Power bills have risen for six months in a row and will hit a historic peak this month due to a sharp increase in forex levy, squeezing budgets of consumers already reeling from steep bills.
Forex charge, which compensates for foreign currency costs, including loans that power producers have in their books, is up 50 per cent to Sh1.44 per kilowatt hour (kWh) of electricity consumed this month, according to data from Energy Regulatory Commission (ERC).
This is set to further raise power bills to a new all-time high after months of steady increments since last October.
Power bills for homes that consume 200-kilowatt hours (kWh) per month, mostly middle class, jumped five per cent last month to a new high of Sh4,262 — one the fastest monthly growth among basic household items.
The pain also caught up with bottom-end power users whose bills surged seven per cent last month to cross the Sh700-mark for the first time.
The low-income earners — consuming 50 units of electricity a month — paid Sh730 in March, up from Sh682 a month earlier, official data shows.
The ERC adjusts the forex levy in power bills every month, along with a fuel cost charge, which has remained unchanged at Sh5.35 per unit — a 42-month high.
The fuel levy is linked to the amount of power produced by diesel generators and supplied to consumers. It has shot up in recent months due to increased intake of expensive thermal power to compensate for a sharp dip in hydropower production as a result of a drought.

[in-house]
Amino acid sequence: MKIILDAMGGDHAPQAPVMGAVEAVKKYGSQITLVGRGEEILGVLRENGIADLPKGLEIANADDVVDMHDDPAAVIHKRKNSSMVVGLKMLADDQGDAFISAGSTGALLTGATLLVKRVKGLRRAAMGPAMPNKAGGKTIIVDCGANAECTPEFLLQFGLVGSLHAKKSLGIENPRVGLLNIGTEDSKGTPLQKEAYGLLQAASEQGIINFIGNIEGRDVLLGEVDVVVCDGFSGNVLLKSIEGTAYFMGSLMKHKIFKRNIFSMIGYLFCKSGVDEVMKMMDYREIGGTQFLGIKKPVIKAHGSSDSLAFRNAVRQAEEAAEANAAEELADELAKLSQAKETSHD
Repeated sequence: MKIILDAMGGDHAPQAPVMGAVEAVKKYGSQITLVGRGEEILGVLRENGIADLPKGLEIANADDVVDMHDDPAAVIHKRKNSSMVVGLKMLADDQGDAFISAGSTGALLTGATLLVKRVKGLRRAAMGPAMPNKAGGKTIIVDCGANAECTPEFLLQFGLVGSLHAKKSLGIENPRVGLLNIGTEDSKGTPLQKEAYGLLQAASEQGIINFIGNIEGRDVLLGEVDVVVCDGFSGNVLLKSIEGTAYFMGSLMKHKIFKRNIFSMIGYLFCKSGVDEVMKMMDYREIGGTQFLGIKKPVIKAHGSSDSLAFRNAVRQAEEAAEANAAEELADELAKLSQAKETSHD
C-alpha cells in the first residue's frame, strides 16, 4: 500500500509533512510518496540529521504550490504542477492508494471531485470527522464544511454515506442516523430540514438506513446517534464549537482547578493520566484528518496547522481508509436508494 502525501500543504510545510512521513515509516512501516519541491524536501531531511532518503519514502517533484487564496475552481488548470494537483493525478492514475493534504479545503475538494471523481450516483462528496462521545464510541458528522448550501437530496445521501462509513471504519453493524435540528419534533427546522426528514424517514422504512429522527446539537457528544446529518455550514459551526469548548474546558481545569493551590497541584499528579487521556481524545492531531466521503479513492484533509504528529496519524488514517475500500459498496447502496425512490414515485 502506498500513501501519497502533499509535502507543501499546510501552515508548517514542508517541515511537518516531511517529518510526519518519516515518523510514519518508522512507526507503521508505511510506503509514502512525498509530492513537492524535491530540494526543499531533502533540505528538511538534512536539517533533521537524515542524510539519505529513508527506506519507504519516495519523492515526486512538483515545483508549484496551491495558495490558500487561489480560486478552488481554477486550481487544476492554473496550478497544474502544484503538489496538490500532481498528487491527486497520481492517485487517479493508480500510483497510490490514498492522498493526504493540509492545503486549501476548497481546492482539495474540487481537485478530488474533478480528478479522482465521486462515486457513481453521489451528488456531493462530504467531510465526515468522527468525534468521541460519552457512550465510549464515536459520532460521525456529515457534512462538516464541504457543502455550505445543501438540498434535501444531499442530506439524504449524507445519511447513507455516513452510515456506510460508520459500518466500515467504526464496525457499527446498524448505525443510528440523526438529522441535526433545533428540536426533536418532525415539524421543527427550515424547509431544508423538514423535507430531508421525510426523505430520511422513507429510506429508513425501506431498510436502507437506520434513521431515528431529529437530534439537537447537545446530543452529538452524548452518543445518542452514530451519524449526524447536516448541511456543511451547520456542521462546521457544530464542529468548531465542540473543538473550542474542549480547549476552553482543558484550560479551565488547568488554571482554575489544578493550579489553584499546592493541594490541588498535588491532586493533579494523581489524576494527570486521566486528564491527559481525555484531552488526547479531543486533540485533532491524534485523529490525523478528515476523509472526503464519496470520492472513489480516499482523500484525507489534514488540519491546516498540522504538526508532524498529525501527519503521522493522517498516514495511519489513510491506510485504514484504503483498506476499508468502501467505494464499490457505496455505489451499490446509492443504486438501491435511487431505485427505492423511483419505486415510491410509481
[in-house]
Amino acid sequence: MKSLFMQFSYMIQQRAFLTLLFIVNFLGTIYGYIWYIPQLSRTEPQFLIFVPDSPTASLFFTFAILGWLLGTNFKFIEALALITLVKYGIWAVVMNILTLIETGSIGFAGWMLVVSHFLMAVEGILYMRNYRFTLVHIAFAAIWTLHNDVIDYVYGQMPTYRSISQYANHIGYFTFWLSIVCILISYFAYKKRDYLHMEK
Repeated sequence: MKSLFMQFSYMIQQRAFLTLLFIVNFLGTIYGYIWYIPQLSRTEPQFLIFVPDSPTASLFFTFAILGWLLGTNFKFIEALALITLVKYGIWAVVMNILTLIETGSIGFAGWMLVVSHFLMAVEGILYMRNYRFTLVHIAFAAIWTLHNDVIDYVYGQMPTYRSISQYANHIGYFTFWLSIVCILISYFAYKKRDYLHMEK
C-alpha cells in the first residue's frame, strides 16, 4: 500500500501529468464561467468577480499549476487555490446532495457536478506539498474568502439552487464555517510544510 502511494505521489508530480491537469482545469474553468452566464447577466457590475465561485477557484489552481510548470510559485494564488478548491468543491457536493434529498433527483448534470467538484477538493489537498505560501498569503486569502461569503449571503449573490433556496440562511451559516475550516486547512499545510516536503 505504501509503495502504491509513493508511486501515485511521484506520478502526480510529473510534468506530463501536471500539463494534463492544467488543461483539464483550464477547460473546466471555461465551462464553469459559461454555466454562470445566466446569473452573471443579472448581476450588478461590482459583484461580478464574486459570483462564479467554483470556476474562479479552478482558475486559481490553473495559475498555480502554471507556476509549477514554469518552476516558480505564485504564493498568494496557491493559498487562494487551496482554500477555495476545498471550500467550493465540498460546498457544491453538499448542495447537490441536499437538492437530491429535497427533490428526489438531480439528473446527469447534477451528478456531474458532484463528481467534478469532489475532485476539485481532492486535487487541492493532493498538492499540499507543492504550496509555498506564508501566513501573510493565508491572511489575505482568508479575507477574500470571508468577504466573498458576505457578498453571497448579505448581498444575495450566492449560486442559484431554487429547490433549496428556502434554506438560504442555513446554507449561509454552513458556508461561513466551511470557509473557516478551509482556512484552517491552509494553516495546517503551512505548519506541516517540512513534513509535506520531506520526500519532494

The rise in forex levy by Sh0.49 per unit will translate to an additional burden of more than Sh415 million this month, based on the country’s consumption levels and electricity levies.
Electricity prices have a direct bearing on inflation, being one of the items in the basket of goods and services whose pricing is tracked to measure the cost of living.
Electricity distributor Kenya Power does not benefit from the monthly adjustment of the pass-through costs since it only collects the revenues from customers for onward remission to electricity producers, leaving a neutral impact on its revenues.
Kenya recorded steady drops in power bills from 2015 following the injection of additional 280 megawatts of cheaper geothermal energy into the grid between July and December 2014. This led to reduced use of expensive diesel-generated power and lower fuel levy in power bills.
But the bills have been on an upswing recently due to a spike in the intake of expensive thermal power as poor weather cuts production of cheaper hydropower, erasing benefits of the cheaper steam power.